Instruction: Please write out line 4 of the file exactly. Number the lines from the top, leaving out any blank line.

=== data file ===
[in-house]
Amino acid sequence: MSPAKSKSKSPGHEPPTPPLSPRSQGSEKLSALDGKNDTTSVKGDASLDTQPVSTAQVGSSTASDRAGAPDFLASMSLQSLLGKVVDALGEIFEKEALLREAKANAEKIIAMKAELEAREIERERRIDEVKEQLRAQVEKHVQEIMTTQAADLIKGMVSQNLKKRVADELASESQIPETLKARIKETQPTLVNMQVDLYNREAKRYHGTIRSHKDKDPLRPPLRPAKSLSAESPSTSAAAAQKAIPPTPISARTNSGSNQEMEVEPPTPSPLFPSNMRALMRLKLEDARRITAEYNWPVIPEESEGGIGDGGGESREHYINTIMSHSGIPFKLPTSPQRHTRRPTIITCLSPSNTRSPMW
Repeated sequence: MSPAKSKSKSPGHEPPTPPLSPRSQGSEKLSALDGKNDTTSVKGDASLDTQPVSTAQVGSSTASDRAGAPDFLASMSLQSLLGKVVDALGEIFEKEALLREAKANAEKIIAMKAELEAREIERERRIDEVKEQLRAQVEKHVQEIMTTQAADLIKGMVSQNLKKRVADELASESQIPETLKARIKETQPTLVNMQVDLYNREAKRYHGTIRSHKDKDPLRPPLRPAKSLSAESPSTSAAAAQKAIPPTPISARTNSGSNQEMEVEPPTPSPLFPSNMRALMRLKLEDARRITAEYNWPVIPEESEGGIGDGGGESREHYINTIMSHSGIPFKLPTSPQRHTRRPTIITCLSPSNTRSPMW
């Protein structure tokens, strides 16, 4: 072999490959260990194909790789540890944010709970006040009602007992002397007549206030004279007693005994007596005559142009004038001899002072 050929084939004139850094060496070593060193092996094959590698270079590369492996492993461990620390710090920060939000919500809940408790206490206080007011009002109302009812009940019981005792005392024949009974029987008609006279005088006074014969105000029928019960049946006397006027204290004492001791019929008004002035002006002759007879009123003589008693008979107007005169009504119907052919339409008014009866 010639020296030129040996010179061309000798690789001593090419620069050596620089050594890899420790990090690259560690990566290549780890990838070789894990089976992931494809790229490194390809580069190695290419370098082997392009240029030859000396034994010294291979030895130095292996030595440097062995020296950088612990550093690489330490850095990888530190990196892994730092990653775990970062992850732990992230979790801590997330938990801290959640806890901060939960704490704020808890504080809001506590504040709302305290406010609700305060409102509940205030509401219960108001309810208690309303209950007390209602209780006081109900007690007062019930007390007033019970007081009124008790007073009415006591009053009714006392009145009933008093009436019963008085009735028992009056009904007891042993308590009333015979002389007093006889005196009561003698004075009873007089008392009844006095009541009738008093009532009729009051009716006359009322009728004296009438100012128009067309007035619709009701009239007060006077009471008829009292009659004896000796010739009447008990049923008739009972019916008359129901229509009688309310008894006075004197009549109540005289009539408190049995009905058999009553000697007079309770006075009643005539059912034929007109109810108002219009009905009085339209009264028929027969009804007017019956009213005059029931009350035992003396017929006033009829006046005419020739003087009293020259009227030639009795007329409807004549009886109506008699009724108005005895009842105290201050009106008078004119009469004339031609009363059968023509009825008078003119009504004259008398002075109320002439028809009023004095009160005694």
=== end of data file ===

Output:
């Protein structure tokens, strides 16, 4: 072999490959260990194909790789540890944010709970006040009602007992002397007549206030004279007693005994007596005559142009004038001899002072 050929084939004139850094060496070593060193092996094959590698270079590369492996492993461990620390710090920060939000919500809940408790206490206080007011009002109302009812009940019981005792005392024949009974029987008609006279005088006074014969105000029928019960049946006397006027204290004492001791019929008004002035002006002759007879009123003589008693008979107007005169009504119907052919339409008014009866 010639020296030129040996010179061309000798690789001593090419620069050596620089050594890899420790990090690259560690990566290549780890990838070789894990089976992931494809790229490194390809580069190695290419370098082997392009240029030859000396034994010294291979030895130095292996030595440097062995020296950088612990550093690489330490850095990888530190990196892994730092990653775990970062992850732990992230979790801590997330938990801290959640806890901060939960704490704020808890504080809001506590504040709302305290406010609700305060409102509940205030509401219960108001309810208690309303209950007390209602209780006081109900007690007062019930007390007033019970007081009124008790007073009415006591009053009714006392009145009933008093009436019963008085009735028992009056009904007891042993308590009333015979002389007093006889005196009561003698004075009873007089008392009844006095009541009738008093009532009729009051009716006359009322009728004296009438100012128009067309007035619709009701009239007060006077009471008829009292009659004896000796010739009447008990049923008739009972019916008359129901229509009688309310008894006075004197009549109540005289009539408190049995009905058999009553000697007079309770006075009643005539059912034929007109109810108002219009009905009085339209009264028929027969009804007017019956009213005059029931009350035992003396017929006033009829006046005419020739003087009293020259009227030639009795007329409807004549009886109506008699009724108005005895009842105290201050009106008078004119009469004339031609009363059968023509009825008078003119009504004259008398002075109320002439028809009023004095009160005694």